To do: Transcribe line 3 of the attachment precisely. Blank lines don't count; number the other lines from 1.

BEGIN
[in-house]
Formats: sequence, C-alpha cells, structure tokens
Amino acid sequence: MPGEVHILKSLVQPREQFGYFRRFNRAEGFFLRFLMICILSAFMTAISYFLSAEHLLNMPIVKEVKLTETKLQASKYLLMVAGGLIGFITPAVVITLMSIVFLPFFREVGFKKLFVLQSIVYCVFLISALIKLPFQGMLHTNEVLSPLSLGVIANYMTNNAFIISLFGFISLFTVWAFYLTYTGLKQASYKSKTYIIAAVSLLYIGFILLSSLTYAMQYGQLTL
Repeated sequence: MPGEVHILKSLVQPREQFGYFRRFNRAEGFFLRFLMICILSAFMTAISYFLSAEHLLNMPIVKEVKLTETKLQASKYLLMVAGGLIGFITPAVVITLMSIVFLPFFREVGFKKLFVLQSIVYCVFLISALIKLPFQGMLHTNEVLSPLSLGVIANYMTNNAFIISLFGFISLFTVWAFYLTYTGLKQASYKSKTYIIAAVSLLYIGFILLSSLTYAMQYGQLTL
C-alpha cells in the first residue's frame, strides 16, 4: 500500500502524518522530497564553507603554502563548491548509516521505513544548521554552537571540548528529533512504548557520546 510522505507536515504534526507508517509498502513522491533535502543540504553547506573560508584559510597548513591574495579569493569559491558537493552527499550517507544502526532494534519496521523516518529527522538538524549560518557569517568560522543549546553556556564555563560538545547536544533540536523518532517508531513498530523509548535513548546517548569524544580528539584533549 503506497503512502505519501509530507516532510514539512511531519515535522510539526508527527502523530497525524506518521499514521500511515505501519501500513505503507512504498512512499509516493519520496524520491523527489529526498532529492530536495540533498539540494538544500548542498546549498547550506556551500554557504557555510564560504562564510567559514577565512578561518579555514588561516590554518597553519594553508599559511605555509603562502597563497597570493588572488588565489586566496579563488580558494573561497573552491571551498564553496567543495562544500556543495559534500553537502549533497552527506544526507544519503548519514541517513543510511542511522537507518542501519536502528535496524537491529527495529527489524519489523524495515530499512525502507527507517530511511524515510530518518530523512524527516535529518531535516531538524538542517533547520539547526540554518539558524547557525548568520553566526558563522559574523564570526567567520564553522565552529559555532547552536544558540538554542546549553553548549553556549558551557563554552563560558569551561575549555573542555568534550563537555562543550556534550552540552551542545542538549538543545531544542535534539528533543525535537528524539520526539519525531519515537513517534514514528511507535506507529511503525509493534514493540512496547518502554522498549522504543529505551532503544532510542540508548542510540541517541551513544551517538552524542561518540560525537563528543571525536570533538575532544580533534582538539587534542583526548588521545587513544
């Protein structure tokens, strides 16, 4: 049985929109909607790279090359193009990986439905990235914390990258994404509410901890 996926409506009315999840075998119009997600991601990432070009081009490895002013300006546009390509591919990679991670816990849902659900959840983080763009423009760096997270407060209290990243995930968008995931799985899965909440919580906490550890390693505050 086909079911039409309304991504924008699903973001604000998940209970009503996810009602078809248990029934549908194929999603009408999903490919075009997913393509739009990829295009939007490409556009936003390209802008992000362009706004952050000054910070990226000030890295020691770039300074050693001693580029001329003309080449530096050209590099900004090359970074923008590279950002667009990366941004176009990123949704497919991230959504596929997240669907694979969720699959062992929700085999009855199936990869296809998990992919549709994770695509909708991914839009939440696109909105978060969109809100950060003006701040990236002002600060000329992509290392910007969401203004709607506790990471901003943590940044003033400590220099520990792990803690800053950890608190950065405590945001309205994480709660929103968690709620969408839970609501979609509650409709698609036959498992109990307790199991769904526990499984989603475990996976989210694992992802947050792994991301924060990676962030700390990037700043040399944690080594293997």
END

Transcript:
Amino acid sequence: MPGEVHILKSLVQPREQFGYFRRFNRAEGFFLRFLMICILSAFMTAISYFLSAEHLLNMPIVKEVKLTETKLQASKYLLMVAGGLIGFITPAVVITLMSIVFLPFFREVGFKKLFVLQSIVYCVFLISALIKLPFQGMLHTNEVLSPLSLGVIANYMTNNAFIISLFGFISLFTVWAFYLTYTGLKQASYKSKTYIIAAVSLLYIGFILLSSLTYAMQYGQLTL